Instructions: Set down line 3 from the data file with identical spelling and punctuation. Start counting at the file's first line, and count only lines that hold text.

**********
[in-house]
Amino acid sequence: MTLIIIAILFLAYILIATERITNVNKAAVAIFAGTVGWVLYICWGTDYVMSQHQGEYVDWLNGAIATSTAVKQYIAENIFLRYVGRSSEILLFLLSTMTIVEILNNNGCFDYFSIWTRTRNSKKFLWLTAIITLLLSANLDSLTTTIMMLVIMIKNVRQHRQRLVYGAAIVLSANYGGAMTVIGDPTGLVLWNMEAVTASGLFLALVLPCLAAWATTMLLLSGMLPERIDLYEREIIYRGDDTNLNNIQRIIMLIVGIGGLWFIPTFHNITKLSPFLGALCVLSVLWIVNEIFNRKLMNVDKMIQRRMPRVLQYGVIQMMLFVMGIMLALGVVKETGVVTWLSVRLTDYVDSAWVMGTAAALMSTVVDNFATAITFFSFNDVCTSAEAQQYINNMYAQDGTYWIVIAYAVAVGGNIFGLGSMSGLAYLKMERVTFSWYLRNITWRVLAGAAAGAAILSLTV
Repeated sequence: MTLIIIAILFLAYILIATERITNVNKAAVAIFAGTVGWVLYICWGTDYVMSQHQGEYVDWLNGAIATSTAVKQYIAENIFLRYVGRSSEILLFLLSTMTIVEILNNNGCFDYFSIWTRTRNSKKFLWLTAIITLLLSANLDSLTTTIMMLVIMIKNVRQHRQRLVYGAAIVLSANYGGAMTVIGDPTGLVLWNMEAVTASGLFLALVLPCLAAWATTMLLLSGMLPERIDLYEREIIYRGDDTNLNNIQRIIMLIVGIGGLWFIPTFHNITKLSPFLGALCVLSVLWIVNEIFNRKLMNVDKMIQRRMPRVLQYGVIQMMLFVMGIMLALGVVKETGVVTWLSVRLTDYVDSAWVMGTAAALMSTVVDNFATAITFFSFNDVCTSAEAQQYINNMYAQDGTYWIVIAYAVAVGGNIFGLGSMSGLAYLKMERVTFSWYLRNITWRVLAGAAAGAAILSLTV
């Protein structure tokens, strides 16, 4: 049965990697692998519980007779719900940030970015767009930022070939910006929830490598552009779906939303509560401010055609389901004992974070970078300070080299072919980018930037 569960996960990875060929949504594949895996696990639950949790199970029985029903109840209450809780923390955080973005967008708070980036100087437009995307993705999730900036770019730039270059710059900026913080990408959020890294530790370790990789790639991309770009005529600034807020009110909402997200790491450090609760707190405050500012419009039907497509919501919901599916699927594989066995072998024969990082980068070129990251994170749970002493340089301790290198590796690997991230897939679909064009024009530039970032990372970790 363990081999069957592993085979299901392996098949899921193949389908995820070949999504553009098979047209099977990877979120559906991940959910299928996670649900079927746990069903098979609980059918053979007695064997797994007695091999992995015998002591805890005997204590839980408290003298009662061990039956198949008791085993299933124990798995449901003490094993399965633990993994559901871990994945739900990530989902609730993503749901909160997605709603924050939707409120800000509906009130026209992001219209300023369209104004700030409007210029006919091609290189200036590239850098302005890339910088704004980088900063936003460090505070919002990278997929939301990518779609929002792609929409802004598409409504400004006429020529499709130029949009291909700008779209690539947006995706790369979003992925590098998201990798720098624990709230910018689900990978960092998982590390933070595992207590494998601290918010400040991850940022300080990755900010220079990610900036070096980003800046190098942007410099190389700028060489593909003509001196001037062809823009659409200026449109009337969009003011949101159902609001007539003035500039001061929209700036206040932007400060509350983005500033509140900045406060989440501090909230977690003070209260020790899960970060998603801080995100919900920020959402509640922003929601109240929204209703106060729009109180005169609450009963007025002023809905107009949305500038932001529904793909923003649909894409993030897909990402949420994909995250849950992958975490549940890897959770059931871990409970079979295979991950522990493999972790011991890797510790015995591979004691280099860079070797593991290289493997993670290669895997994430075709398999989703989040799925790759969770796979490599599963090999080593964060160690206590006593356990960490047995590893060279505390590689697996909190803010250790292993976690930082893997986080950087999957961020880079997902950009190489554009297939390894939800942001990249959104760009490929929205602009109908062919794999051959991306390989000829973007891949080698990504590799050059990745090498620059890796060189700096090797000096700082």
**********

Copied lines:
Repeated sequence: MTLIIIAILFLAYILIATERITNVNKAAVAIFAGTVGWVLYICWGTDYVMSQHQGEYVDWLNGAIATSTAVKQYIAENIFLRYVGRSSEILLFLLSTMTIVEILNNNGCFDYFSIWTRTRNSKKFLWLTAIITLLLSANLDSLTTTIMMLVIMIKNVRQHRQRLVYGAAIVLSANYGGAMTVIGDPTGLVLWNMEAVTASGLFLALVLPCLAAWATTMLLLSGMLPERIDLYEREIIYRGDDTNLNNIQRIIMLIVGIGGLWFIPTFHNITKLSPFLGALCVLSVLWIVNEIFNRKLMNVDKMIQRRMPRVLQYGVIQMMLFVMGIMLALGVVKETGVVTWLSVRLTDYVDSAWVMGTAAALMSTVVDNFATAITFFSFNDVCTSAEAQQYINNMYAQDGTYWIVIAYAVAVGGNIFGLGSMSGLAYLKMERVTFSWYLRNITWRVLAGAAAGAAILSLTV